The number of volunteer firefighters has been on a long, steady decline, as fewer people have time to devote to training, fundraising and fire calls, according to local fire officials.
Local officials also say they fear for the future if volunteer departments do not get more support.
“The reality is, this system is broken,” said Steve Bair, fire director for Alpha Fire Company and the Centre Region Council of Governments. “The train is off the tracks and people are headed for a real mess.”
There are very few paid firefighters in Pennsylvania, and only in urban centers. This leaves the bulk of responsibility to volunteers for fighting fires, securing vehicle accidents and other scenes for safety, and rescuing people from crashed cars, planes, collapsed structures, natural disasters and just about every other emergency imaginable. On top of that, they are constantly engaged in fundraising in order to keep the lights on.
The lives of citizens are in the hands of an ever-shrinking pool of fellow citizen volunteers, who spend much of their time training and trying to raise funds to maintain and purchase gear to make for a safer community.
STRAINS ON LOCAL DEPARTMENTS
In Philipsburg, Chief Jeff Harris oversees two stations: Hope and Reliance.
He said there has been a major decline in the number of active volunteer firefighters there. Only about one out of every five junior firefighters will stay on as adults.
One of the biggest strains for the two stations is money, where the junior firefighters could do the most good, but the responsibility often falls onto the older, more experienced members who not only have the skill and expertise to fight fires, but are also giving up entire days to raise funds, he said.
Philipsburg firefighters used to hold bingo events, Harris said, but people in the area no longer have the money to play. Fire department bingo is also competing with an ever-expanding gambling industry.
The Phillipsburg fire department’s biggest source of income now is a truck raffle, which is going on now. On Saturday, Sept. 9, the department will give away a new 2017 Chevy Silverado.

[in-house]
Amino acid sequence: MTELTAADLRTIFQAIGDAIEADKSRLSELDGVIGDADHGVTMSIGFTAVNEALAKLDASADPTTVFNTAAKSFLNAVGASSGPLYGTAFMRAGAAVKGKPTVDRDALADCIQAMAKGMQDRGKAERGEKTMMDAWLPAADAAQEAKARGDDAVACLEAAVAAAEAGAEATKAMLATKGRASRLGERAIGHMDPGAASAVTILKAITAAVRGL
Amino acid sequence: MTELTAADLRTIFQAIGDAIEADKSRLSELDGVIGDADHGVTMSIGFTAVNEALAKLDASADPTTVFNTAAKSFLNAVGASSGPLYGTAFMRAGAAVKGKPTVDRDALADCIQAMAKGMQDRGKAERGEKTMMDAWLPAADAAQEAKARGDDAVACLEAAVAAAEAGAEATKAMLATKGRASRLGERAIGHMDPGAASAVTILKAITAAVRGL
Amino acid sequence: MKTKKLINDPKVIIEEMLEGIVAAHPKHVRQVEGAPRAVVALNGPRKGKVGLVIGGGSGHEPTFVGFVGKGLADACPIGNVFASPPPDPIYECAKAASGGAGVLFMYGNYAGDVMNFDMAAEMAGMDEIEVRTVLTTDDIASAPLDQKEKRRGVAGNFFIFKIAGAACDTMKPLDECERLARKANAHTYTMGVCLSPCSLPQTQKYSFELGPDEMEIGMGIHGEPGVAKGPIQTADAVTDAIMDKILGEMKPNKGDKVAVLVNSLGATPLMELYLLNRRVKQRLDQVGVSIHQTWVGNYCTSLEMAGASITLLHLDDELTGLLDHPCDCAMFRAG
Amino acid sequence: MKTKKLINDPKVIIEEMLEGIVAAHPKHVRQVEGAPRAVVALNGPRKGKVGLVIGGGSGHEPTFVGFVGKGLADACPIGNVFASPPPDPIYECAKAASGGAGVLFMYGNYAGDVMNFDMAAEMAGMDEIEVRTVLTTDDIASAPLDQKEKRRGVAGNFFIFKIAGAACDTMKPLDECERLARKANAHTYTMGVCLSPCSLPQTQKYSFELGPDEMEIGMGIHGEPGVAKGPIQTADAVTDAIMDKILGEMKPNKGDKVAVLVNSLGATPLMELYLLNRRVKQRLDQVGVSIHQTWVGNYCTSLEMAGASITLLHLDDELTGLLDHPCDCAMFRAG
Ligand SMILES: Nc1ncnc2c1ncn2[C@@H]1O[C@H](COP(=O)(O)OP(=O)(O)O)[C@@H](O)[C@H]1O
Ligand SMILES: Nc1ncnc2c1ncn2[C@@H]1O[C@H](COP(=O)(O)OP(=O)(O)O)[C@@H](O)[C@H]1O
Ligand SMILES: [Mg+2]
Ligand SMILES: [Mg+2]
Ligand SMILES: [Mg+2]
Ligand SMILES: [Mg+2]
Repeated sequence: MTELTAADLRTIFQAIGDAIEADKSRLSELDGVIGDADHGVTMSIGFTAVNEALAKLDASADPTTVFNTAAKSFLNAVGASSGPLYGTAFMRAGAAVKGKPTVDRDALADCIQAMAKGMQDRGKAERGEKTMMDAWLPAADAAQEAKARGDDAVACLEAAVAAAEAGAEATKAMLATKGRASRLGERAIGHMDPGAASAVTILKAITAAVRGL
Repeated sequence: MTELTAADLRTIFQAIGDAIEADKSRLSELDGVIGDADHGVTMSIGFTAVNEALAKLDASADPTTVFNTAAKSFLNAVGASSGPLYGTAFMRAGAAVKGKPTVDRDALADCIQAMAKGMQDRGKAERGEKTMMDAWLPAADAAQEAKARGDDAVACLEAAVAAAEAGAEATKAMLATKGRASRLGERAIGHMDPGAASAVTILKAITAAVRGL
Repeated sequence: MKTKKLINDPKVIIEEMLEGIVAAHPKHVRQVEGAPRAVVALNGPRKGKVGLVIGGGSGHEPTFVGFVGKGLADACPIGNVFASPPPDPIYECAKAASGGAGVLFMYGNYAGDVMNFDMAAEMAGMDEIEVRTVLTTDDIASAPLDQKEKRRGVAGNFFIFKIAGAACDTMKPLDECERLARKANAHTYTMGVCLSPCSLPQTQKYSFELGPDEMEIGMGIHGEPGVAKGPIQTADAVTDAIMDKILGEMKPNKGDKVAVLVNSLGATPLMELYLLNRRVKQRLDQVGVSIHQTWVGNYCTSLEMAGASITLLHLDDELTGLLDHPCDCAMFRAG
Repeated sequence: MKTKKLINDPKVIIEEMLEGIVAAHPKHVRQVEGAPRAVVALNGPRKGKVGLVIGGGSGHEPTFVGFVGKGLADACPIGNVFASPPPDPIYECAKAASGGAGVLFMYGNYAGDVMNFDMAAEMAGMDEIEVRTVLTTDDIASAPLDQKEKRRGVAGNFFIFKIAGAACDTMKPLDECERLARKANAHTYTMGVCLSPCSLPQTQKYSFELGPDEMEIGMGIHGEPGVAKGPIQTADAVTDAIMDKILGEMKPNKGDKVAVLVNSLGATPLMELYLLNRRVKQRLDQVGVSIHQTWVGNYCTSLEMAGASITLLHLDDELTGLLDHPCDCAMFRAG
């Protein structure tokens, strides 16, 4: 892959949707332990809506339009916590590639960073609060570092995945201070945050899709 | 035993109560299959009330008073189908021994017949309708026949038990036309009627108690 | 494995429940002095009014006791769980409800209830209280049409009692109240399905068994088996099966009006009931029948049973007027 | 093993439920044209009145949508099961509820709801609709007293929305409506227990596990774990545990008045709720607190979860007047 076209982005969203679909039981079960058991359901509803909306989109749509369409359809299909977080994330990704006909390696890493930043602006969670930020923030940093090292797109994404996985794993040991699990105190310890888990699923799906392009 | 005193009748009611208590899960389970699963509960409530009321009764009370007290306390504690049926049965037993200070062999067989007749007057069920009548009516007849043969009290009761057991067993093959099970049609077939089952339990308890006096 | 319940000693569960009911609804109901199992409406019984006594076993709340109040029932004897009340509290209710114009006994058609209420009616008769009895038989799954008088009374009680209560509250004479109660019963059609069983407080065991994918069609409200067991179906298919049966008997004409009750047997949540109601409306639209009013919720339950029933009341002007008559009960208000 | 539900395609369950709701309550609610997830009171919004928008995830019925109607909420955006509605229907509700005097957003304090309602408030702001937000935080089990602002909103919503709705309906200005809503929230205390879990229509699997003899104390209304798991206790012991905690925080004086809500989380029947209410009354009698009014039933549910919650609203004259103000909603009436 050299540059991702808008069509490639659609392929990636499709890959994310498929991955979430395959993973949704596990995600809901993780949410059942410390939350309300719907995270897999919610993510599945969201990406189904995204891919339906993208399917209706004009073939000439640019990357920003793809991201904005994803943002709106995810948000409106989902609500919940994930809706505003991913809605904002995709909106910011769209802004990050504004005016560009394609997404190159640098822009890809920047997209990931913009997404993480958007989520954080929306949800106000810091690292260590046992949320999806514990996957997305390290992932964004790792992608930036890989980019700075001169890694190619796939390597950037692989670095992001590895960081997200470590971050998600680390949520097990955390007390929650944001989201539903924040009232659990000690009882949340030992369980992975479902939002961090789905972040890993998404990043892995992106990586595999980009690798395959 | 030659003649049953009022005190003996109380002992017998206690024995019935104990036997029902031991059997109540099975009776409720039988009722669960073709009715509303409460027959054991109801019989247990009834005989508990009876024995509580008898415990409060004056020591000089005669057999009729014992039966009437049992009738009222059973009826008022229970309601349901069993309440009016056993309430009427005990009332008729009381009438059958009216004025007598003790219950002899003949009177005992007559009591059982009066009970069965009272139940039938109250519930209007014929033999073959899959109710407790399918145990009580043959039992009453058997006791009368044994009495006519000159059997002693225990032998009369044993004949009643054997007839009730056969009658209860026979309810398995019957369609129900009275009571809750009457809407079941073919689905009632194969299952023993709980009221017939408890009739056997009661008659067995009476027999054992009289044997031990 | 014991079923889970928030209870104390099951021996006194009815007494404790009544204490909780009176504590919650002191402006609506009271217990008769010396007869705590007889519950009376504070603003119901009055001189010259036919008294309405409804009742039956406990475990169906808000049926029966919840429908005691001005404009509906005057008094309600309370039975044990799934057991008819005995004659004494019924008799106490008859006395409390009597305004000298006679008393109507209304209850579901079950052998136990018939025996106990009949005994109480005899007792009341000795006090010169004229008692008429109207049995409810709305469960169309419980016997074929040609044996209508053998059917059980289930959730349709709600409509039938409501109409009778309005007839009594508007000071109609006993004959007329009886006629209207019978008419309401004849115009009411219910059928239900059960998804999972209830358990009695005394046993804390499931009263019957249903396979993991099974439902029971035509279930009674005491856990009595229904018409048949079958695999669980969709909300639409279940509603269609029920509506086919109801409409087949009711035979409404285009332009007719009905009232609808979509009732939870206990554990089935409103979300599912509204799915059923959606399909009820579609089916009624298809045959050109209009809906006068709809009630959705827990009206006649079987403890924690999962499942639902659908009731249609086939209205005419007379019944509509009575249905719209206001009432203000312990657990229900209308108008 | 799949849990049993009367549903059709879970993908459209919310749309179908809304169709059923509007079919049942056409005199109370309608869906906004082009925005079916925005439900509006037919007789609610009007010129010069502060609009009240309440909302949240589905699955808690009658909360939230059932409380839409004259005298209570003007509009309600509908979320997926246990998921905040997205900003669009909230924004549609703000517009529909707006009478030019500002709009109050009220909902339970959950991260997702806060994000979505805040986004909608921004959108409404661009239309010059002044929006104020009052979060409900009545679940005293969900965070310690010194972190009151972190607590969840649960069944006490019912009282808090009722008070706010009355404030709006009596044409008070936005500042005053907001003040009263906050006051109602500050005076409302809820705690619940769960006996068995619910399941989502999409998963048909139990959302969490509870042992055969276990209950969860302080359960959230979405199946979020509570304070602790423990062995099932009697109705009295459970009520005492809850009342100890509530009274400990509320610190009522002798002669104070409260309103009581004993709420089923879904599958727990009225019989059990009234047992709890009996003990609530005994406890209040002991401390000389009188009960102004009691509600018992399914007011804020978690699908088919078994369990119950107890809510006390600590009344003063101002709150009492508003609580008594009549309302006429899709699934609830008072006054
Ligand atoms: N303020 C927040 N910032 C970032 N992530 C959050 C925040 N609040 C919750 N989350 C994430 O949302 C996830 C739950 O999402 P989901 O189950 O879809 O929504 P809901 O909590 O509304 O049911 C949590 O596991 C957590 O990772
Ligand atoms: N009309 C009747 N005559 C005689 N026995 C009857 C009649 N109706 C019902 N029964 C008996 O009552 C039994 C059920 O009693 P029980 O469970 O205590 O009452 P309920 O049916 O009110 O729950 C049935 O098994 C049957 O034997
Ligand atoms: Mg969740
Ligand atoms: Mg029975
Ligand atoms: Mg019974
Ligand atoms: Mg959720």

Recently, the pressure was turned up even more on Philipsburg firefighters — they have to make payments on a new fire truck. Well, new to Philipsburg.
Their 2006 Seagrave pumper is replacing a 1997 Seagrave. A piece of equipment like that comes with a price tag of about $250,000. They will get some help from local municipalities for payments, Harris said.
BEFORE AND NOW
There are 20 to 25 active firefighters in Philipsburg. Harris contrasted that with when he was a younger man fighting fires some 30 years ago.
“There were times you would go to a fire call and you couldn’t get on the truck because there was so many people,” he said. “You would just sit back and wait.”
He said the two stations for the last couple of years have been considering a merger to help save on building and other overhead costs, but they have not yet come to a consensus.
A 2013 report from the Center for Rural Pennsylvania showed 28 percent of rural fire departments have discussed consolidation or have already merged in the last two years, regardless of the size of the departments.
The Port Matilda Fire Company’s volunteer numbers also have gone down over the past 10 years, assistant chief Butch Rudy said. From 42 a decade ago, the company’s volunteers have dropped by almost half. The 22 volunteers Port Matilda has left deal with the pressures of modern-day living while trying to help their community.
“It all depends on the time of day,” Rudy said of how difficult it is for volunteers to get to the station. “Both members of the family have to work now and the training takes a toll on volunteers, too.”
The need to balance work and family life with a commitment to fighting fires is tougher than it used to be, Rudy added.
It is mostly a hit-or-miss situation. Weekend plans and weekdays at work strain a volunteer’s abilities to help.
Budget constraints do not help either. Rudy said fundraisers are a big part of keeping the fire company operating. They help raise money, but, he said, they also bring in volunteers by recruiting right there at the same time.
Overall in Pennsylvania, there has been little net change in the number of firefighters in recent years, according to a report from the Center for Rural Pennsylvania based on mailed questionnaires sent in 2012.
In 2001, survey data showed 18.2 firefighters on average regularly responded to calls, compared to 16.8 in 2012.